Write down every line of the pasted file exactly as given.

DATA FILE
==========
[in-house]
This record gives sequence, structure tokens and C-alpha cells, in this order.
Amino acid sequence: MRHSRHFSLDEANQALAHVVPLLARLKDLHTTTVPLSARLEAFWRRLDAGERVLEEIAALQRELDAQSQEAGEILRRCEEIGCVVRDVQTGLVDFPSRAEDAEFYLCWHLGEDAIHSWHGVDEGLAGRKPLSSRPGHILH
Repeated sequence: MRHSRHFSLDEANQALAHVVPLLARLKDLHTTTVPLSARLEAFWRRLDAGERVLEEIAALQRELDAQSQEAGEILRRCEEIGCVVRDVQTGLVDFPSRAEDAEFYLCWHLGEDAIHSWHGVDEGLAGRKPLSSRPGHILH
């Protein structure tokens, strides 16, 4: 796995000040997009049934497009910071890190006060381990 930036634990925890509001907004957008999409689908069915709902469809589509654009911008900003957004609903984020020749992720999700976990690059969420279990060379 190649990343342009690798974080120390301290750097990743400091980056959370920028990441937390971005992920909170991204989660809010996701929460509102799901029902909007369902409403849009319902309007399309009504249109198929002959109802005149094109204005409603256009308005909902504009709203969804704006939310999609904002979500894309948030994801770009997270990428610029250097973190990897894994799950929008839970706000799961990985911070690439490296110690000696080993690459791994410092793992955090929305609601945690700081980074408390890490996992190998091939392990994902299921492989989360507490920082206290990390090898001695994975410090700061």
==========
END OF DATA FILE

[in-house]
This record gives sequence, structure tokens and C-alpha cells, in this order.
Amino acid sequence: MRHSRHFSLDEANQALAHVVPLLARLKDLHTTTVPLSARLEAFWRRLDAGERVLEEIAALQRELDAQSQEAGEILRRCEEIGCVVRDVQTGLVDFPSRAEDAEFYLCWHLGEDAIHSWHGVDEGLAGRKPLSSRPGHILH
Repeated sequence: MRHSRHFSLDEANQALAHVVPLLARLKDLHTTTVPLSARLEAFWRRLDAGERVLEEIAALQRELDAQSQEAGEILRRCEEIGCVVRDVQTGLVDFPSRAEDAEFYLCWHLGEDAIHSWHGVDEGLAGRKPLSSRPGHILH
């Protein structure tokens, strides 16, 4: 796995000040997009049934497009910071890190006060381990 930036634990925890509001907004957008999409689908069915709902469809589509654009911008900003957004609903984020020749992720999700976990690059969420279990060379 190649990343342009690798974080120390301290750097990743400091980056959370920028990441937390971005992920909170991204989660809010996701929460509102799901029902909007369902409403849009319902309007399309009504249109198929002959109802005149094109204005409603256009308005909902504009709203969804704006939310999609904002979500894309948030994801770009997270990428610029250097973190990897894994799950929008839970706000799961990985911070690439490296110690000696080993690459791994410092793992955090929305609601945690700081980074408390890490996992190998091939392990994902299921492989989360507490920082206290990390090898001695994975410090700061």